Kids love to be read to, so we featured a read-aloud story in every program. Phonics was trickier. How would we nestle lessons about short vowels, silent “e” and word blending into segments that children would enjoy? In short, how would we make phonics fun, not a lesson? My friend and colleague Christopher Cerf said, “Every good idea begins with a bad pun.” Boy, do we have them. (Beginning with the title: Our program takes place in a mythical library and one must pass between lion statues guarding the entrance). Here is a sample of recurring segments:

  • Martha Reader and the Vowelles, a 60’s Motown group that only sings vowel sounds (if they want to make a word, they must sing with Hoboken great Johnny Consonati who only sings consonants).
  • Gawain’s Word, in which two brave knights, each yelling part of a word, charge together to create a whole word.
  • Tiger Words, a golfing phenom, who approaches a tee and must figure out which vowel will make a word.
  • Chicken Jane, a hapless chicken who scratches out word clues to two children who might remind parents of Dick and Jane.
  • Dr. Ruth Wordheimer (yes, it’s the Dr. Ruth, for which we’ve received some heat) who counsels early readers suffering from Long Word Freakout. (Just take it one syllable at a time.)

And so on.

“Between the Lions,” now seen daily on PBS, debuted in April. Since then we have been encouraged by two events. First, the American Television Critics Association recognized “Between the Lions” for Outstanding Achievement in Children’s Television. Essentially, they called it the best children’s program of the year. In a crowded and competitive children’s programming field, this award has proved enormously helpful in terms of validating our work. Second, and more important, independent research from the University of Kansas shows that children who watch “Between the Lions” demonstrate a startling improvement in reading skills by virtually all measures.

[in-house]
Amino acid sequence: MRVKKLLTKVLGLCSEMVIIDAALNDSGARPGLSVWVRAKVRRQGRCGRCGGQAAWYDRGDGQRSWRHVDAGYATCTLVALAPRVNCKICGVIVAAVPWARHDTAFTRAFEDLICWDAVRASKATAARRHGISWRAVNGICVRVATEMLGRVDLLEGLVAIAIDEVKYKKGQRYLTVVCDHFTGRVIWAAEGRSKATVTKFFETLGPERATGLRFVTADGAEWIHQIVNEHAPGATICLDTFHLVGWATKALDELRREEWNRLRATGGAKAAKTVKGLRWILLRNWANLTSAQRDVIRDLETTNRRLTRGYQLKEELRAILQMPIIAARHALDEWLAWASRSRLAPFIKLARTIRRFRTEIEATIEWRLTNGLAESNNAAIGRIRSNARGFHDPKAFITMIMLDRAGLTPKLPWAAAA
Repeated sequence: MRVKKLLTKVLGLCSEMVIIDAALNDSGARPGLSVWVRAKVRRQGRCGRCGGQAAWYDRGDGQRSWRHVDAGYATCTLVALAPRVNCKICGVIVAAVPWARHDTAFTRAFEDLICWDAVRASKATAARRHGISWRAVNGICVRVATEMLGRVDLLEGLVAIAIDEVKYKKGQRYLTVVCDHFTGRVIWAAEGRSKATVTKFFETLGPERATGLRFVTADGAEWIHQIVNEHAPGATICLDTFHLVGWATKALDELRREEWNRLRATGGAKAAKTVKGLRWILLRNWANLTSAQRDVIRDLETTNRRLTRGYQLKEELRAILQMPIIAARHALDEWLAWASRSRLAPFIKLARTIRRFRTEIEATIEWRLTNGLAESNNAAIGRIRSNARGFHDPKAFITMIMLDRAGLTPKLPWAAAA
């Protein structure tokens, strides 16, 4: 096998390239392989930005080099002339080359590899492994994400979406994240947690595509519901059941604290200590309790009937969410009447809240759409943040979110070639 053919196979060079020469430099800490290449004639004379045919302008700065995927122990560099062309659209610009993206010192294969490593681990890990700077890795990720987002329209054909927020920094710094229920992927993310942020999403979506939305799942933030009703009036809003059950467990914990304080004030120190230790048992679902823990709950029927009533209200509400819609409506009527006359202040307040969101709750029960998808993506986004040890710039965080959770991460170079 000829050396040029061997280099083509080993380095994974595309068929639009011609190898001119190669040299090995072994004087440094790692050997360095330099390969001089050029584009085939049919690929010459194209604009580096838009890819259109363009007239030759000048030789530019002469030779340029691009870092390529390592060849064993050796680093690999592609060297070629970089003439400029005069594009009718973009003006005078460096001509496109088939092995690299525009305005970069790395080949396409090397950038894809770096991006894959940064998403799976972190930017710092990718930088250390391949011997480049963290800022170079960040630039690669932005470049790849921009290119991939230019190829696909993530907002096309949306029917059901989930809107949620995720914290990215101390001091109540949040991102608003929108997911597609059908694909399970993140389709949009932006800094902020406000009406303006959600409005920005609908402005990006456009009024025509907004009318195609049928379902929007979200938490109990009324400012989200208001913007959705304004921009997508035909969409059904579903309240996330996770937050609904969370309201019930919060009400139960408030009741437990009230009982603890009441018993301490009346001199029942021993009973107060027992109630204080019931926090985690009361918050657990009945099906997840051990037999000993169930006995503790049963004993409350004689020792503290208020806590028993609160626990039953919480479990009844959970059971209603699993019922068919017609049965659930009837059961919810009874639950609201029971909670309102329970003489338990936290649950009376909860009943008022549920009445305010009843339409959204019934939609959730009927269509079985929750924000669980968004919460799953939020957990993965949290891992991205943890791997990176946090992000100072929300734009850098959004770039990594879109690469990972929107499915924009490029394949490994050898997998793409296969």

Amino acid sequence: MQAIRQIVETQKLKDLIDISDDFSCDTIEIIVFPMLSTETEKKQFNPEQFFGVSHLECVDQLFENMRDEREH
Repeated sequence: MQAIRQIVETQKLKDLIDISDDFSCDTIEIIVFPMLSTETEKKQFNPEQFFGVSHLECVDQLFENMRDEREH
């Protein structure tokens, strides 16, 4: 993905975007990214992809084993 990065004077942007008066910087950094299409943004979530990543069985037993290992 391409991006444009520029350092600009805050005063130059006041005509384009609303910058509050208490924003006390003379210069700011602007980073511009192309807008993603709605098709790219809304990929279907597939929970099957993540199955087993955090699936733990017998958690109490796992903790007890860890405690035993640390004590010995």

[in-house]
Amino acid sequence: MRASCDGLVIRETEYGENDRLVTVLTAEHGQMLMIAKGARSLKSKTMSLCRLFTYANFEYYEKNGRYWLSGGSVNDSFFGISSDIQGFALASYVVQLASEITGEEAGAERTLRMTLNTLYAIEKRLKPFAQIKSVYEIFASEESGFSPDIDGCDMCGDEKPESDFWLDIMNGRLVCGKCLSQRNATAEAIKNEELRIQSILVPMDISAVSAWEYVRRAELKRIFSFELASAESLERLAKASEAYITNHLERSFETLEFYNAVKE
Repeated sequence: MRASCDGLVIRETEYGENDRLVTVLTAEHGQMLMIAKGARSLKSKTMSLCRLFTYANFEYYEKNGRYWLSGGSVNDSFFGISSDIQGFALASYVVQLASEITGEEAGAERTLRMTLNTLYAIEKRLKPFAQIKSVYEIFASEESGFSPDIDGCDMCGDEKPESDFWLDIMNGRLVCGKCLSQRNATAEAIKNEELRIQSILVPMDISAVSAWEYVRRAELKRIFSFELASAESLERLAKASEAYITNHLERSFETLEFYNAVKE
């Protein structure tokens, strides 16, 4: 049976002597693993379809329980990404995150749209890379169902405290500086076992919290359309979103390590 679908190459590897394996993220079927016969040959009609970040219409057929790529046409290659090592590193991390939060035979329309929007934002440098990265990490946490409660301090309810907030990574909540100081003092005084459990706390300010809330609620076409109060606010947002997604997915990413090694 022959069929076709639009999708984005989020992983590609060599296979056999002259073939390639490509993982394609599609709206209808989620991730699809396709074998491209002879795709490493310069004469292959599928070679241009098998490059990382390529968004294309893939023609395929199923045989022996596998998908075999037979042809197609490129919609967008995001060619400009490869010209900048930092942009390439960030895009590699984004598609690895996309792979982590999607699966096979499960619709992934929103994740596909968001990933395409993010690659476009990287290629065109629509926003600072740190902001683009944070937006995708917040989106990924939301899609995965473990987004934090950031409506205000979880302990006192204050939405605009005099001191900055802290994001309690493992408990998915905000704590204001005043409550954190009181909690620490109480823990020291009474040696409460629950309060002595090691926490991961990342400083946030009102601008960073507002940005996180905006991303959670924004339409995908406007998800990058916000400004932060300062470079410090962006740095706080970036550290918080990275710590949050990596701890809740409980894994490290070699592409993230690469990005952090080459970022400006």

• Kindergartners who watched only four weeks of “Between the Lions” showed a 50 percent increase in specific reading skills. The control group improved by 13 percent.
  • Scores on standardized tests rose 26 percent among children who viewed “Lions” versus five percent for children who did not.

Other results were just as dramatic.

Now deep into producing season two, we are trying to get the word out to parents and teachers that this program actually helps children learn to read. We’re trying to be inventive about how to put the series into the hands of the families that most need it. This, as we try to figure out how to teach the “-ed” concept (a song called, “It’s All in the Past”), how to explain that some words are the same forwards and back (watch for the “Palindrome Polka”) and the vagaries of spelling (“I Couldn’t Be Q Without U”). As we say at PBS, check your local listings.

Judith Stoia, a 1980 Nieman Fellow, has produced documentaries, news magazines, drama and comedy for PBS and commercial television. She is the executive producer of “Between the Lions.”